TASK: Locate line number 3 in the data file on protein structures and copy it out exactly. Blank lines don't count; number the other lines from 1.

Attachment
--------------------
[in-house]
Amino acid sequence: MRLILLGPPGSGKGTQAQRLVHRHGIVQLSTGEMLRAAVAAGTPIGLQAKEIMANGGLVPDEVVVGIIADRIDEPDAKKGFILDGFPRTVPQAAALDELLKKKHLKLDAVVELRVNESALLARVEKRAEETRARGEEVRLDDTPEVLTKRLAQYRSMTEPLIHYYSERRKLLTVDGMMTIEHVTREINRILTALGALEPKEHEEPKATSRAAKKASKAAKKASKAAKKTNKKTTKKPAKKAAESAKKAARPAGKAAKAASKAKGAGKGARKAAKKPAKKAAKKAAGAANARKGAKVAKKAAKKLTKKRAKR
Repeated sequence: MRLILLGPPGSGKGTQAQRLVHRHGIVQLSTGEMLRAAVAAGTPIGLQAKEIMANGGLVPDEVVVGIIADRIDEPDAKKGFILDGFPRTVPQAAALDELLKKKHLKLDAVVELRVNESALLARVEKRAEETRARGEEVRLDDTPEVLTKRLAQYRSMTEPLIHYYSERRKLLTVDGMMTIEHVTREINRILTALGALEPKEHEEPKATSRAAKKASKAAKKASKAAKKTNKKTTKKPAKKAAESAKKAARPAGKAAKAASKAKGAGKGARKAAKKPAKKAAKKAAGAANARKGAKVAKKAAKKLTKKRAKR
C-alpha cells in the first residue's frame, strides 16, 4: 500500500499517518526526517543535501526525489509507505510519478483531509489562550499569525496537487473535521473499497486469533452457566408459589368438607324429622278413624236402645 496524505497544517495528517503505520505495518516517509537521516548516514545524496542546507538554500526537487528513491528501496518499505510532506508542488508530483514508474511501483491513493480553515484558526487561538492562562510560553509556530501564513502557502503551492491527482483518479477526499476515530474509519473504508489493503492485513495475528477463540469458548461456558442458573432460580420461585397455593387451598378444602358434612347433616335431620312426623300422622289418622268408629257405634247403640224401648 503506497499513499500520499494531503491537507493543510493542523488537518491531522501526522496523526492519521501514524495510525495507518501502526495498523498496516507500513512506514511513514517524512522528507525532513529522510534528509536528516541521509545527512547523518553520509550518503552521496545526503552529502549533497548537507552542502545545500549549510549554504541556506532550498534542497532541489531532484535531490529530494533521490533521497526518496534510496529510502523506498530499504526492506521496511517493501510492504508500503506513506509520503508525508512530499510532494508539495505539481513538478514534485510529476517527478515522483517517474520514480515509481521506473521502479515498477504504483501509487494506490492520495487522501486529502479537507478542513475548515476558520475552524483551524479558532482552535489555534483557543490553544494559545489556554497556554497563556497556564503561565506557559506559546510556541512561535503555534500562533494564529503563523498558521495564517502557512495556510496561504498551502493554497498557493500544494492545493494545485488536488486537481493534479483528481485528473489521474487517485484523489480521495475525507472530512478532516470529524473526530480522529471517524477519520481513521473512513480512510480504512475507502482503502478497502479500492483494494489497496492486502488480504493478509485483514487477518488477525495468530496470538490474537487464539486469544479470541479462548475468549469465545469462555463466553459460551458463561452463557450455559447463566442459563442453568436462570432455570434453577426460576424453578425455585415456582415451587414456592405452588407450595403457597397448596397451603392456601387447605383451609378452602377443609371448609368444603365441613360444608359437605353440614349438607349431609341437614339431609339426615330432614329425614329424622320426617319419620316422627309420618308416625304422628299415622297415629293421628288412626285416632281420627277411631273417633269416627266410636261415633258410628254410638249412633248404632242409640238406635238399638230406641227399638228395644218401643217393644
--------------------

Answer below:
Repeated sequence: MRLILLGPPGSGKGTQAQRLVHRHGIVQLSTGEMLRAAVAAGTPIGLQAKEIMANGGLVPDEVVVGIIADRIDEPDAKKGFILDGFPRTVPQAAALDELLKKKHLKLDAVVELRVNESALLARVEKRAEETRARGEEVRLDDTPEVLTKRLAQYRSMTEPLIHYYSERRKLLTVDGMMTIEHVTREINRILTALGALEPKEHEEPKATSRAAKKASKAAKKASKAAKKTNKKTTKKPAKKAAESAKKAARPAGKAAKAASKAKGAGKGARKAAKKPAKKAAKKAAGAANARKGAKVAKKAAKKLTKKRAKR